Soak testing is aimed at verifying a system's stability and performance over an extended period of time. It is crucial because underlying issues might not emerge immediately. Everything might seem great when you get a few users to try out a new telecom system or Web environment. What you really need to do is run the system at full load, at the rate you expect it to run at production. The system should experience this full load for a sustained period of time. That way you can be confident that there will be no surprises later.
Resilience testing verifies High Availability (HA) system resilience in the face of compromised situations such as a network segment outage, a server or component failure, or a halted service. Ramp up traffic to full load and then disable a network segment or server, or terminate a critical service and observe how well the system handles the compromised environment. Does it gracefully degrade as defined in the Business Continuity plan, or does it crash hard? Just as important is restoring the system while observing how well the system recovers. Do any elements need an extra reboot to come back online? Do licenses migrate back to their production configuration? You need to be confident the system can weather whatever happens in the real world.
Health checks prior to known peak traffic events are required because IVRs, websites, and their underlying infrastructure are constantly changing. A StressTest session that takes a system that's been idling well-below capacity for an extended period up to its design limit identifies issues that creep in under the radar and go unnoticed during low-traffic times. A health check ensures you won't blindly enter that peak traffic situation with your fingers crossed, hoping nothing has changed since the last time you experienced maximum call volumes.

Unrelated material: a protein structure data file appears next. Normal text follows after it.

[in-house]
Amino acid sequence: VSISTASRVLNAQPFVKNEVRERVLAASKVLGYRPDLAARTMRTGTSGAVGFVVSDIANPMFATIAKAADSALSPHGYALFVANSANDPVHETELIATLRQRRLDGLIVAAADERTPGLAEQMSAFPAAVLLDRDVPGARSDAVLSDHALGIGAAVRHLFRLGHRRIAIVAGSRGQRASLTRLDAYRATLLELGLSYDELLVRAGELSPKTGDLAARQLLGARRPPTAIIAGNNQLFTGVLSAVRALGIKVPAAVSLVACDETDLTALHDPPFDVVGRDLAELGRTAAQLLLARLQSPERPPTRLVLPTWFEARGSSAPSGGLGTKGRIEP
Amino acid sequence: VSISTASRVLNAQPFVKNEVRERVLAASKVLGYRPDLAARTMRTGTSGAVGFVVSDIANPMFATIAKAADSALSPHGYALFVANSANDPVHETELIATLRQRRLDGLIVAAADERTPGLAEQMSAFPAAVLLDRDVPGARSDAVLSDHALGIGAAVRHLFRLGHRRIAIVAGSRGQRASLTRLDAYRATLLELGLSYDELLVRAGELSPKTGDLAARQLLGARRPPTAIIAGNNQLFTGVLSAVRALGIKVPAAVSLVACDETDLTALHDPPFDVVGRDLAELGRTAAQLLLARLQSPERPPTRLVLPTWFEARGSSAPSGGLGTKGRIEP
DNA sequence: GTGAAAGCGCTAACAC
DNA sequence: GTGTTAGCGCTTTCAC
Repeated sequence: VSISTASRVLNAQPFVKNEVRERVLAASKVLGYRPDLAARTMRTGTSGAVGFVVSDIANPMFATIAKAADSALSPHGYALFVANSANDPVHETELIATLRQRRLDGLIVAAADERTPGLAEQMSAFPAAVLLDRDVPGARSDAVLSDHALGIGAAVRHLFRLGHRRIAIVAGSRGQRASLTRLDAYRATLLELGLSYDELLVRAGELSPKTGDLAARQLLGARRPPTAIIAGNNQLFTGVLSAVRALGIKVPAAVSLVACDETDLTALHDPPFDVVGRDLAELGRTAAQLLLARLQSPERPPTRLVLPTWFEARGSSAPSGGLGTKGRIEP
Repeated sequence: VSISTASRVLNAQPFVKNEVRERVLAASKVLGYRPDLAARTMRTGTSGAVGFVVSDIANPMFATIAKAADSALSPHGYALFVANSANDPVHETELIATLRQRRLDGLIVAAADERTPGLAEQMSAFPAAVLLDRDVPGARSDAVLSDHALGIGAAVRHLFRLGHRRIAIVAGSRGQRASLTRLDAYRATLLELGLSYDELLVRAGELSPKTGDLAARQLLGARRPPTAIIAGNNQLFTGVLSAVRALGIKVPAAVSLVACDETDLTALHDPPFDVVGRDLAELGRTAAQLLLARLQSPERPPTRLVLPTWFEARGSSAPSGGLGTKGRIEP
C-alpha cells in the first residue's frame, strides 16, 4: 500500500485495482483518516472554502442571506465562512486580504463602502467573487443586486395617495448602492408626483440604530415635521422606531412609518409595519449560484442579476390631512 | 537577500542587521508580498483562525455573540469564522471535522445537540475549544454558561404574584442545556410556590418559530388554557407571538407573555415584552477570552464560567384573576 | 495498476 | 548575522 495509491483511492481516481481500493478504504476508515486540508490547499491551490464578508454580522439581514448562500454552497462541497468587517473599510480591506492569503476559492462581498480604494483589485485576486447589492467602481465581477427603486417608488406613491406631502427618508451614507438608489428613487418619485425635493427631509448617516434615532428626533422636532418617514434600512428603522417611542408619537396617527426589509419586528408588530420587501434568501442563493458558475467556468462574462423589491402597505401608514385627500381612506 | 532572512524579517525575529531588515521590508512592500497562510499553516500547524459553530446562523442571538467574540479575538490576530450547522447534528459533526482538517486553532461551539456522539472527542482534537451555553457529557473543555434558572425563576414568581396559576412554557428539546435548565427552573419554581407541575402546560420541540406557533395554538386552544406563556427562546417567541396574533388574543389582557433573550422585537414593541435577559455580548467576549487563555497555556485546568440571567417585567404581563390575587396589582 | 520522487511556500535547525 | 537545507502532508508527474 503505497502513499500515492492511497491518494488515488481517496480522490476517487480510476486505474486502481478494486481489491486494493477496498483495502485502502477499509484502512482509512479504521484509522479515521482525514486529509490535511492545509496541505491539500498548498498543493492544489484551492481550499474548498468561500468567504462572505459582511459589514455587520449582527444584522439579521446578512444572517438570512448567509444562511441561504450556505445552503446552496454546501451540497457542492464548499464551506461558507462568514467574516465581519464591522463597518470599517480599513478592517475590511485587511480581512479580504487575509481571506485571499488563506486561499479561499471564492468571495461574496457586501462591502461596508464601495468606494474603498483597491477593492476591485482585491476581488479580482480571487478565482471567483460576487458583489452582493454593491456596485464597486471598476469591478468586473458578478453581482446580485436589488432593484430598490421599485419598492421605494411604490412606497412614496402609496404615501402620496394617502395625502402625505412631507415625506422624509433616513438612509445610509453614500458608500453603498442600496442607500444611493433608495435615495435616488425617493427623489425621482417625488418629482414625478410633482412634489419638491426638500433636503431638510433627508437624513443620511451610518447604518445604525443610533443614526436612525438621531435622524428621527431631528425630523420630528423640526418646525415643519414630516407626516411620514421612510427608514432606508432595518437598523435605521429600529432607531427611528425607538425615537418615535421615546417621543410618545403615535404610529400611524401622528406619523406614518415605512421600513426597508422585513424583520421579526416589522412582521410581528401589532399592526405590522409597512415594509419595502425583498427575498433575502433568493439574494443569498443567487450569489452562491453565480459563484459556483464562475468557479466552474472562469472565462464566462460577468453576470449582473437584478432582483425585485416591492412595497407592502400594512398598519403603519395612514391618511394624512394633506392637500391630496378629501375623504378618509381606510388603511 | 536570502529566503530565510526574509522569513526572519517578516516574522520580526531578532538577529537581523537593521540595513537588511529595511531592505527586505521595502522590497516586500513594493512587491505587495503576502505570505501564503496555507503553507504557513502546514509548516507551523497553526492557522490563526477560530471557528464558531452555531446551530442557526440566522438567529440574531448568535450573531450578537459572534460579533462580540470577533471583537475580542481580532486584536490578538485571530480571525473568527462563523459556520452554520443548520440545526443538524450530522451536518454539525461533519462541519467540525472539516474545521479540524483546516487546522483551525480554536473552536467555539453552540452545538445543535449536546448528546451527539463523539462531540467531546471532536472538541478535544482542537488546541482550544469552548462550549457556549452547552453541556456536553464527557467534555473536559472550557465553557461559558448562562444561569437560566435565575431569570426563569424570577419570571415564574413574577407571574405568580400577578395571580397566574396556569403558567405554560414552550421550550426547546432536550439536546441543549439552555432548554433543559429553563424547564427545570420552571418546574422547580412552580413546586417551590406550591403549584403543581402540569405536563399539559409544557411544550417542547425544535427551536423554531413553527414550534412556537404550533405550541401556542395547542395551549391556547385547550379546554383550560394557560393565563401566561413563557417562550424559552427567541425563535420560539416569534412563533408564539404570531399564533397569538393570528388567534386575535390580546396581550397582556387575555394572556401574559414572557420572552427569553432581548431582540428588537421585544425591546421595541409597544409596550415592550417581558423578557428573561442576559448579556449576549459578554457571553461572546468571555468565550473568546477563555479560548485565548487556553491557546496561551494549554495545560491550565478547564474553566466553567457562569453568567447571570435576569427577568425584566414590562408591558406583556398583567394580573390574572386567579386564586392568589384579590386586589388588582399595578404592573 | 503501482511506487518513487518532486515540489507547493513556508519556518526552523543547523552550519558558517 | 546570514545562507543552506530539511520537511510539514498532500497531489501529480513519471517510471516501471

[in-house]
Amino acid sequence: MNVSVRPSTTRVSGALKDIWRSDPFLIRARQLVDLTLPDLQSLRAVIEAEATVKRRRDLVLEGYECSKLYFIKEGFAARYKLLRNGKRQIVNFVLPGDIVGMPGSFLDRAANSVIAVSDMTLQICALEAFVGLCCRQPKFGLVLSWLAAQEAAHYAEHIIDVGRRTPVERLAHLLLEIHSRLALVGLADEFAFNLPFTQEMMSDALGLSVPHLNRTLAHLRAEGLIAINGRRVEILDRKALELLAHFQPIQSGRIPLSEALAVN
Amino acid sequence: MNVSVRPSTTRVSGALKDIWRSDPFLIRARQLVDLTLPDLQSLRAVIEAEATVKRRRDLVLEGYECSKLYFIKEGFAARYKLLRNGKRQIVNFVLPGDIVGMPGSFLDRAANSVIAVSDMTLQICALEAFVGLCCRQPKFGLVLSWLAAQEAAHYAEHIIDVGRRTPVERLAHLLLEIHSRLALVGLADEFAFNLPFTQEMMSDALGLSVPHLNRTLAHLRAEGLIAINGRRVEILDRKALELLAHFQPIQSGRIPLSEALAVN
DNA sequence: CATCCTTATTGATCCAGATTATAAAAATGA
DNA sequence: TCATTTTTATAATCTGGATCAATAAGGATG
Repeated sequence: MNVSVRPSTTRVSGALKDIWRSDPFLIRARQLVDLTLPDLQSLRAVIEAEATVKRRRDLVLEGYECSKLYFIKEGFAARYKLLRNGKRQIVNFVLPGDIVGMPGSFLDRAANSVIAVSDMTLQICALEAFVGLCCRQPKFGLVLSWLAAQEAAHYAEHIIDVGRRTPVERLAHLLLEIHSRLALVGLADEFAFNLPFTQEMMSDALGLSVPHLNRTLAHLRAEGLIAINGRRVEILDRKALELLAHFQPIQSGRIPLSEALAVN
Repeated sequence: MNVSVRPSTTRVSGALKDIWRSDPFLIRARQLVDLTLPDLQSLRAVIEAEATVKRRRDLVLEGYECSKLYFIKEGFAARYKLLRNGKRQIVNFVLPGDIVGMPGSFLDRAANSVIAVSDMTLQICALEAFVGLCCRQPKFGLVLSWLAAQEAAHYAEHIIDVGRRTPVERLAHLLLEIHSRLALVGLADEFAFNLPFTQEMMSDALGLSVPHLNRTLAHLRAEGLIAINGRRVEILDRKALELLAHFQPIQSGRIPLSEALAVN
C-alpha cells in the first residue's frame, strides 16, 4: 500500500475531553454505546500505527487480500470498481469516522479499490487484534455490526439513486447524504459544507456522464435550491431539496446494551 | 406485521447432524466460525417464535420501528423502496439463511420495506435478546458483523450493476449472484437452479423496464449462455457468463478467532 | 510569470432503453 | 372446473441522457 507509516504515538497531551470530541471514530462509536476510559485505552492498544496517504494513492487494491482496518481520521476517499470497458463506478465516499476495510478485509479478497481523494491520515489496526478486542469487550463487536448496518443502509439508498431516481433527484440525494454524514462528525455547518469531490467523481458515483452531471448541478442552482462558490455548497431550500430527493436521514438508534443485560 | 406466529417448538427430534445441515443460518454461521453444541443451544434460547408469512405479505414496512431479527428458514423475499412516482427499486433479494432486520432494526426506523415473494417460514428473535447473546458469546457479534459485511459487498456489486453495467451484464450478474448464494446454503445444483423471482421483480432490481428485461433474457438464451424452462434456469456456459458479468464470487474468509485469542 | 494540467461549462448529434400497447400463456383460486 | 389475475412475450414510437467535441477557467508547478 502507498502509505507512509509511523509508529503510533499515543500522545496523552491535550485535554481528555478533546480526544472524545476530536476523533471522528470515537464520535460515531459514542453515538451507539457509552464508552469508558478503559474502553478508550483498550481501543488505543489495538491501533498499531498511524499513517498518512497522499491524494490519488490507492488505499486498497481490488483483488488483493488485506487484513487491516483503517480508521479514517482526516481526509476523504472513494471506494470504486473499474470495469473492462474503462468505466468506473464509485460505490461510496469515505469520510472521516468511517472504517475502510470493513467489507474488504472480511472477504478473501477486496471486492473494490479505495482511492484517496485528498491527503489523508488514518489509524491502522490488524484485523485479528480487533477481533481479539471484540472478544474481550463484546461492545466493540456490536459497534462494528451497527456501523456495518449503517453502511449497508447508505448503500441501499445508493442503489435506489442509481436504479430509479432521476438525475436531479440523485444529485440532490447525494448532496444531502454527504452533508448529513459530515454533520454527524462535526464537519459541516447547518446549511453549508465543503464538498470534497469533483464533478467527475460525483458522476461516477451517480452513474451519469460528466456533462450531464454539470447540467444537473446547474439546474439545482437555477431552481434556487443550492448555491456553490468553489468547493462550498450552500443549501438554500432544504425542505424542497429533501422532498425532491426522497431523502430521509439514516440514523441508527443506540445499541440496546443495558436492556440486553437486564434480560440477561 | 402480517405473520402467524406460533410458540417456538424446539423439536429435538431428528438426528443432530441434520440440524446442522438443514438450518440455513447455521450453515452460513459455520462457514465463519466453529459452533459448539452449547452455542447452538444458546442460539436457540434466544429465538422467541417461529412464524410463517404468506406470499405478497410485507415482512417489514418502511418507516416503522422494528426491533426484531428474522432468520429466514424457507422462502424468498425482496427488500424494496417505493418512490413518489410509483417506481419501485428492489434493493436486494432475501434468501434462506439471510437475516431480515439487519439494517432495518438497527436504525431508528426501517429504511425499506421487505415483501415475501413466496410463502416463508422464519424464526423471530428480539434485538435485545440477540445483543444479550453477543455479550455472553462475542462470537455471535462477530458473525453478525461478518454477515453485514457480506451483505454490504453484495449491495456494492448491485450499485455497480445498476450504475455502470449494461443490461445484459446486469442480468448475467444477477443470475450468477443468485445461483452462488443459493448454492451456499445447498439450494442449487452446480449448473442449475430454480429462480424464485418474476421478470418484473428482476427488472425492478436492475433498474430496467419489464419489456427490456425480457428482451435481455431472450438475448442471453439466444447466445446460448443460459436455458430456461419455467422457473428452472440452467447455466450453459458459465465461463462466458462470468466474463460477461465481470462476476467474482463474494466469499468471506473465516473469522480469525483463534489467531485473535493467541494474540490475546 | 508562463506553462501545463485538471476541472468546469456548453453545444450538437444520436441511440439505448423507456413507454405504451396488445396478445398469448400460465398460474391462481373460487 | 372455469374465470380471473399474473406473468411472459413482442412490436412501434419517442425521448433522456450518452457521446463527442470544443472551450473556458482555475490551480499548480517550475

For production environments, HeartBeat™ experience testing, continuously samples the availability, functionality, and performance of customer-facing technology and lets you know immediately when an issue is identified. HeartBeat test calls and interactions running against your customer-facing technology confirm that your technology is doing what it's supposed to be doing because it knows what to expect, unlike your customers who are just trying to get something done, and that's a key point about testing of all types.
It's important you use a controlled process with a protocol that knows exactly what the system is supposed to do whether load testing or carrying out these ongoing experience checks. knowing what's supposed to happen helps identify which components aren't working as intended and brings the issue to your attention in a timely manner so you can something about it before your brand is flamed on social media.
Key Takeaways from Failed Contact Center Tests
Remember, first you must verify all components are working together so people will be able to use them effectively and efficiently. Second, you must ensure that the technology is available 24 hours a day, seven days a week. As a result, users won't have to jump into a chat support session or out of an IVR and use valuable live agent time. Finally, it's a best practice to confirm capacity on a periodic basis – especially ahead of known peak traffic events - so you'll not be caught off guard.
Whether you're operating a self-service environment, either IVR or website, or providing live agent dependent on skills-based routing and CTI screen pop, you must make sure everything is properly balanced and integrated from end to end. All components should function exactly the way they're supposed to while under load. If you cut out load testing before you go live or experience testing once in production, you're effectively cutting away your safety net.